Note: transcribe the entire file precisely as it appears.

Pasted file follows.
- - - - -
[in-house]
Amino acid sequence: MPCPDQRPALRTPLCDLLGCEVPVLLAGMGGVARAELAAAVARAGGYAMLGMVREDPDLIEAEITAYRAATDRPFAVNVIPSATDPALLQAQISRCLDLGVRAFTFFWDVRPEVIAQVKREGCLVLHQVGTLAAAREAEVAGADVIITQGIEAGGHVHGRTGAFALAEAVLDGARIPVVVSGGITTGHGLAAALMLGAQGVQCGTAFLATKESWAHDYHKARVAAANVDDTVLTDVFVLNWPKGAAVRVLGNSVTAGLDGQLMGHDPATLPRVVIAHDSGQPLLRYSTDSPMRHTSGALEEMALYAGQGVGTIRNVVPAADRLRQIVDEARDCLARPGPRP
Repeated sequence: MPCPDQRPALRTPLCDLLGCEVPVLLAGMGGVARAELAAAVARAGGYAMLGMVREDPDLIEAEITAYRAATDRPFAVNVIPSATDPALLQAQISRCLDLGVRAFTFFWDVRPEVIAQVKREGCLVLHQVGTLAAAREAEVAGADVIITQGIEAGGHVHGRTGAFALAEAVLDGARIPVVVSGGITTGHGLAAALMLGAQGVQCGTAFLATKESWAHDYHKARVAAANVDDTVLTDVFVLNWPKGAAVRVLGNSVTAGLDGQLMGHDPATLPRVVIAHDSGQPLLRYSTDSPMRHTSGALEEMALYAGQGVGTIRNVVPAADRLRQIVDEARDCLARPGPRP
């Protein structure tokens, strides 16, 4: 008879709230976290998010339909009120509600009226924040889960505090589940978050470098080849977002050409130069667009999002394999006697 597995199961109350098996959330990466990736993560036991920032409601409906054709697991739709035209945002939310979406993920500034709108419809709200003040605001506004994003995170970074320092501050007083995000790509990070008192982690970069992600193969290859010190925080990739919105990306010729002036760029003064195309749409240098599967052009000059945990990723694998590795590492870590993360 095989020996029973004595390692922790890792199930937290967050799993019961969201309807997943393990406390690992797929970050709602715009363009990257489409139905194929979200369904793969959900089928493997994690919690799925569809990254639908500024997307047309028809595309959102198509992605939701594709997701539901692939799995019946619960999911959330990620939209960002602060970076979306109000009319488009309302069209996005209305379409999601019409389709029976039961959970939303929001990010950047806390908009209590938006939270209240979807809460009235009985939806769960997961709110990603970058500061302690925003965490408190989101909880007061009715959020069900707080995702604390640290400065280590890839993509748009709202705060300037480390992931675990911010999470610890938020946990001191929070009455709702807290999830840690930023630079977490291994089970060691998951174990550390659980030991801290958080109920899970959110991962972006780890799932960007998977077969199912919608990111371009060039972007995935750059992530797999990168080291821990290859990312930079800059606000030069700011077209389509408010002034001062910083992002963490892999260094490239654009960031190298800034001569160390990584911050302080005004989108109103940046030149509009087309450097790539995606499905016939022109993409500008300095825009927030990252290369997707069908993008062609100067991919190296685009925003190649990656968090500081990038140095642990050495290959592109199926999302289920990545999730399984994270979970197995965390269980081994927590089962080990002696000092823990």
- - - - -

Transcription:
[in-house]
Amino acid sequence: MPCPDQRPALRTPLCDLLGCEVPVLLAGMGGVARAELAAAVARAGGYAMLGMVREDPDLIEAEITAYRAATDRPFAVNVIPSATDPALLQAQISRCLDLGVRAFTFFWDVRPEVIAQVKREGCLVLHQVGTLAAAREAEVAGADVIITQGIEAGGHVHGRTGAFALAEAVLDGARIPVVVSGGITTGHGLAAALMLGAQGVQCGTAFLATKESWAHDYHKARVAAANVDDTVLTDVFVLNWPKGAAVRVLGNSVTAGLDGQLMGHDPATLPRVVIAHDSGQPLLRYSTDSPMRHTSGALEEMALYAGQGVGTIRNVVPAADRLRQIVDEARDCLARPGPRP
Repeated sequence: MPCPDQRPALRTPLCDLLGCEVPVLLAGMGGVARAELAAAVARAGGYAMLGMVREDPDLIEAEITAYRAATDRPFAVNVIPSATDPALLQAQISRCLDLGVRAFTFFWDVRPEVIAQVKREGCLVLHQVGTLAAAREAEVAGADVIITQGIEAGGHVHGRTGAFALAEAVLDGARIPVVVSGGITTGHGLAAALMLGAQGVQCGTAFLATKESWAHDYHKARVAAANVDDTVLTDVFVLNWPKGAAVRVLGNSVTAGLDGQLMGHDPATLPRVVIAHDSGQPLLRYSTDSPMRHTSGALEEMALYAGQGVGTIRNVVPAADRLRQIVDEARDCLARPGPRP
């Protein structure tokens, strides 16, 4: 008879709230976290998010339909009120509600009226924040889960505090589940978050470098080849977002050409130069667009999002394999006697 597995199961109350098996959330990466990736993560036991920032409601409906054709697991739709035209945002939310979406993920500034709108419809709200003040605001506004994003995170970074320092501050007083995000790509990070008192982690970069992600193969290859010190925080990739919105990306010729002036760029003064195309749409240098599967052009000059945990990723694998590795590492870590993360 095989020996029973004595390692922790890792199930937290967050799993019961969201309807997943393990406390690992797929970050709602715009363009990257489409139905194929979200369904793969959900089928493997994690919690799925569809990254639908500024997307047309028809595309959102198509992605939701594709997701539901692939799995019946619960999911959330990620939209960002602060970076979306109000009319488009309302069209996005209305379409999601019409389709029976039961959970939303929001990010950047806390908009209590938006939270209240979807809460009235009985939806769960997961709110990603970058500061302690925003965490408190989101909880007061009715959020069900707080995702604390640290400065280590890839993509748009709202705060300037480390992931675990911010999470610890938020946990001191929070009455709702807290999830840690930023630079977490291994089970060691998951174990550390659980030991801290958080109920899970959110991962972006780890799932960007998977077969199912919608990111371009060039972007995935750059992530797999990168080291821990290859990312930079800059606000030069700011077209389509408010002034001062910083992002963490892999260094490239654009960031190298800034001569160390990584911050302080005004989108109103940046030149509009087309450097790539995606499905016939022109993409500008300095825009927030990252290369997707069908993008062609100067991919190296685009925003190649990656968090500081990038140095642990050495290959592109199926999302289920990545999730399984994270979970197995965390269980081994927590089962080990002696000092823990």